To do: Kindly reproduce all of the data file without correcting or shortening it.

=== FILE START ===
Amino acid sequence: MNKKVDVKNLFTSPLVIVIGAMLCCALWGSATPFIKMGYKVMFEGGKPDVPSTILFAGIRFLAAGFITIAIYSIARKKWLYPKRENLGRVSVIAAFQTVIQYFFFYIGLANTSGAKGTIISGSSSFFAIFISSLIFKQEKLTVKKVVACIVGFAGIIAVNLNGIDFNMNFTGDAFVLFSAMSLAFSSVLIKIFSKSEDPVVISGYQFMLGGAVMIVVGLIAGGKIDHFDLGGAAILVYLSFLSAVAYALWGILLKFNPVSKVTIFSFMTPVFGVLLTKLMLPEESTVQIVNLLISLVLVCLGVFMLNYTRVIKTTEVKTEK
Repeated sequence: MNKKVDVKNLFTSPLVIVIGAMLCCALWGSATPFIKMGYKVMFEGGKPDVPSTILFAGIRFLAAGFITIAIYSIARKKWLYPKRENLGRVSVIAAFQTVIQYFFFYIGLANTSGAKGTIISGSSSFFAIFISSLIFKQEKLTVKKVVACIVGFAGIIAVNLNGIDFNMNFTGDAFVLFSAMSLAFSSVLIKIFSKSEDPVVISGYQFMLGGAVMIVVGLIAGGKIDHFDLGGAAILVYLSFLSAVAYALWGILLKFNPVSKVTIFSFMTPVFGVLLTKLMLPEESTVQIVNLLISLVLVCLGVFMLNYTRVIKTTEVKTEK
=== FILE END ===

Amino acid sequence: MNKKVDVKNLFTSPLVIVIGAMLCCALWGSATPFIKMGYKVMFEGGKPDVPSTILFAGIRFLAAGFITIAIYSIARKKWLYPKRENLGRVSVIAAFQTVIQYFFFYIGLANTSGAKGTIISGSSSFFAIFISSLIFKQEKLTVKKVVACIVGFAGIIAVNLNGIDFNMNFTGDAFVLFSAMSLAFSSVLIKIFSKSEDPVVISGYQFMLGGAVMIVVGLIAGGKIDHFDLGGAAILVYLSFLSAVAYALWGILLKFNPVSKVTIFSFMTPVFGVLLTKLMLPEESTVQIVNLLISLVLVCLGVFMLNYTRVIKTTEVKTEK
Repeated sequence: MNKKVDVKNLFTSPLVIVIGAMLCCALWGSATPFIKMGYKVMFEGGKPDVPSTILFAGIRFLAAGFITIAIYSIARKKWLYPKRENLGRVSVIAAFQTVIQYFFFYIGLANTSGAKGTIISGSSSFFAIFISSLIFKQEKLTVKKVVACIVGFAGIIAVNLNGIDFNMNFTGDAFVLFSAMSLAFSSVLIKIFSKSEDPVVISGYQFMLGGAVMIVVGLIAGGKIDHFDLGGAAILVYLSFLSAVAYALWGILLKFNPVSKVTIFSFMTPVFGVLLTKLMLPEESTVQIVNLLISLVLVCLGVFMLNYTRVIKTTEVKTEK